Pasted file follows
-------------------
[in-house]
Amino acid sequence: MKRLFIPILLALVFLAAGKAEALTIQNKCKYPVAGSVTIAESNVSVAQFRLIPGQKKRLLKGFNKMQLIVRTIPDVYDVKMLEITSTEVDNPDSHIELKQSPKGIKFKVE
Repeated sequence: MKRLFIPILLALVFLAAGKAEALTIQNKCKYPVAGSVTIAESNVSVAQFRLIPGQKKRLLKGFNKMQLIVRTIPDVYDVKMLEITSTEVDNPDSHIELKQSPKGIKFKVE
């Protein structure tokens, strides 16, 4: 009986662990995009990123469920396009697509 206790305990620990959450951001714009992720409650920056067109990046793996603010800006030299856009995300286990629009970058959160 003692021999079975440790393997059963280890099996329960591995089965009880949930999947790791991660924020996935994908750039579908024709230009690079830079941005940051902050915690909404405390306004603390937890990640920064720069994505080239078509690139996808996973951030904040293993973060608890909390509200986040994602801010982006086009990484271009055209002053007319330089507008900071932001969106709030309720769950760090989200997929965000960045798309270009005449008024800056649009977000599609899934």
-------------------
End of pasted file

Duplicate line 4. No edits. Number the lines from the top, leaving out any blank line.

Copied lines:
């Protein structure tokens, strides 16, 4: 009986662990995009990123469920396009697509 206790305990620990959450951001714009992720409650920056067109990046793996603010800006030299856009995300286990629009970058959160 003692021999079975440790393997059963280890099996329960591995089965009880949930999947790791991660924020996935994908750039579908024709230009690079830079941005940051902050915690909404405390306004603390937890990640920064720069994505080239078509690139996808996973951030904040293993973060608890909390509200986040994602801010982006086009990484271009055209002053007319330089507008900071932001969106709030309720769950760090989200997929965000960045798309270009005449008024800056649009977000599609899934």